On Tuesday, the Senate confirmed Betsy DeVos as education secretary, 51-50. In an unprecedented move, Vice President Pence had to cast the tie-breaking vote after two Republican senators went against party lines.
After her confirmation, American Federation of Teachers (AFT) president Randi Weingarten issued a press release, in which she wrote, “DeVos shows an antipathy for public schools; a full-throttled embrace of private, for-profit alternatives...That makes this a sad day for children.”
Conversely, Michael J. Petrilli, president of the Thomas B. Fordham Institute and research fellow at Stanford University’s Hoover Institution wrote, “DeVos is an inspired choice for the job that the Senate confirmed her for today.”
A lot of the controversy surrounding DeVos is due to her adamant support of school vouchers: state-funded scholarships where the portion of public funds allocated to pay for a student to attend a public school is reallocated to pay for full or part of the tuition for a private school.
School vouchers were first proposed in 1955 by Milton Friedman, a Nobel Prize winning economist from the University of Chicago. However, the first modern school voucher program was not passed until 1989 by the Wisconsin legislature.
Since then, school vouchers have spread across the country. According to the National Conference of State Legislatures (NCSL), as of November 2016, 14 states and the District of Columbia (DC) have school voucher programs. Except for Maine and Vermont, in every state that has a school voucher program and in DC, eligible students must have a disability, identify as low-income, or their neighborhood school has to be designated as failing.
Minnesota does not currently have a school voucher system and, historically, school voucher legislation has not passed or been vetoed. However, on January 23rd, a bill (HF 386/SF 256) was introduced that would amend the existing Minnesota Education Credit (MN 290.0674), which has been in law since 1997, and other relevant statutes.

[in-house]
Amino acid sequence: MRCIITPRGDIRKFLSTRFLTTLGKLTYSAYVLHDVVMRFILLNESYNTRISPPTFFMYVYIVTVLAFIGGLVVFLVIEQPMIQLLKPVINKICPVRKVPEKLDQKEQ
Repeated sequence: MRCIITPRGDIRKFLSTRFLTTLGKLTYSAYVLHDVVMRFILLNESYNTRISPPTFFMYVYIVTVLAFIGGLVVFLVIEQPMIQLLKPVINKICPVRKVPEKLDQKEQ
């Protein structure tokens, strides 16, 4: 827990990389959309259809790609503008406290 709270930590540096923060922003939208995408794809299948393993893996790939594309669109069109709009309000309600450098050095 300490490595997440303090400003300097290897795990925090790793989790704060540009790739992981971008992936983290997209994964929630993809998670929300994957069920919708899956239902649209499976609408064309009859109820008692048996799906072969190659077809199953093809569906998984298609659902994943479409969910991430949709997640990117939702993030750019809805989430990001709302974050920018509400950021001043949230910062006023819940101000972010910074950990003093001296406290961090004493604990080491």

The new proposal would give tax credits to corporations and residents who donate to organizations that provide scholarships to students who are unable afford tuition for private school. Financially, the proposed tax credit is worth up to only $35 million a year, less than one percent of the $8 billion annual allocation for Minnesota’s public schools.
While the tax credit is not synonymous with school vouchers, many are afraid that, if passed, the legislation would lay the foundation for a future state voucher system. Amber Jones, education organizer for Neighborhoods Organizing for Change, indicated that underserved communities would be left behind if this legislation moved forward, “The voucher bill is the first step to implementing the DeVos system in Minnesota.”
Laura Bloomberg, associate dean at the University of Minnesota’s Humphrey School of Public Affairs said that the credit is a step toward a voucher system and shares a common goal of moving state funds toward private education.
On the other side, a lead author of the bill, Rep. Ron Kresha, said that the credit will increase parents’ school choice to help find the institution that suits their child’s needs. Similarly, Senator Roger Chamberlain, a chief sponsor of the bill, said, “The time has come for some new opportunities and new solutions to some old education problems.”
While the political climate has thrust this issue to the forefront, additional hearings on the bill will be held before it is voted on by the Republican-majority House and Senate. Additionally, the bill would also need approval from Governor Dayton, who has previously opposed similar legislation.
The House Education Finance Committee is scheduled to have a meeting regarding the bill, in addition to two other bills, today at 1:00 PM. Education Evolving will continue to follow and report on relevant education policy topics throughout this session.
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